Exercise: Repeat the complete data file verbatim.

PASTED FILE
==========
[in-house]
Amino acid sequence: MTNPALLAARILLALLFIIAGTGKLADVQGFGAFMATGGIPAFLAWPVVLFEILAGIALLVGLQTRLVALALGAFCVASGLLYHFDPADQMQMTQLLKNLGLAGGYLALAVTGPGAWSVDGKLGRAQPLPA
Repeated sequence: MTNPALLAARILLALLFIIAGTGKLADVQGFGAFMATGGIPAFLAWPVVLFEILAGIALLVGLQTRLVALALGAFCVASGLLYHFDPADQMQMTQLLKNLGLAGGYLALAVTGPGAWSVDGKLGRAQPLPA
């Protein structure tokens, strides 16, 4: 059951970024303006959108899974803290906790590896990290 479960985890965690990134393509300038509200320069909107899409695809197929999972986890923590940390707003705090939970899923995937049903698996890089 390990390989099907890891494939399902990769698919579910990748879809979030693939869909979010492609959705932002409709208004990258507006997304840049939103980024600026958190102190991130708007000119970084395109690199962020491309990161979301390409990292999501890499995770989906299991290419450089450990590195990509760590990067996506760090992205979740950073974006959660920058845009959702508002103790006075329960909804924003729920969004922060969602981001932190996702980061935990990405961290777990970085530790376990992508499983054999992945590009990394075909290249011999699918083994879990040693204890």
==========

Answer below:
[in-house]
Amino acid sequence: MTNPALLAARILLALLFIIAGTGKLADVQGFGAFMATGGIPAFLAWPVVLFEILAGIALLVGLQTRLVALALGAFCVASGLLYHFDPADQMQMTQLLKNLGLAGGYLALAVTGPGAWSVDGKLGRAQPLPA
Repeated sequence: MTNPALLAARILLALLFIIAGTGKLADVQGFGAFMATGGIPAFLAWPVVLFEILAGIALLVGLQTRLVALALGAFCVASGLLYHFDPADQMQMTQLLKNLGLAGGYLALAVTGPGAWSVDGKLGRAQPLPA
């Protein structure tokens, strides 16, 4: 059951970024303006959108899974803290906790590896990290 479960985890965690990134393509300038509200320069909107899409695809197929999972986890923590940390707003705090939970899923995937049903698996890089 390990390989099907890891494939399902990769698919579910990748879809979030693939869909979010492609959705932002409709208004990258507006997304840049939103980024600026958190102190991130708007000119970084395109690199962020491309990161979301390409990292999501890499995770989906299991290419450089450990590195990509760590990067996506760090992205979740950073974006959660920058845009959702508002103790006075329960909804924003729920969004922060969602981001932190996702980061935990990405961290777990970085530790376990992508499983054999992945590009990394075909290249011999699918083994879990040693204890």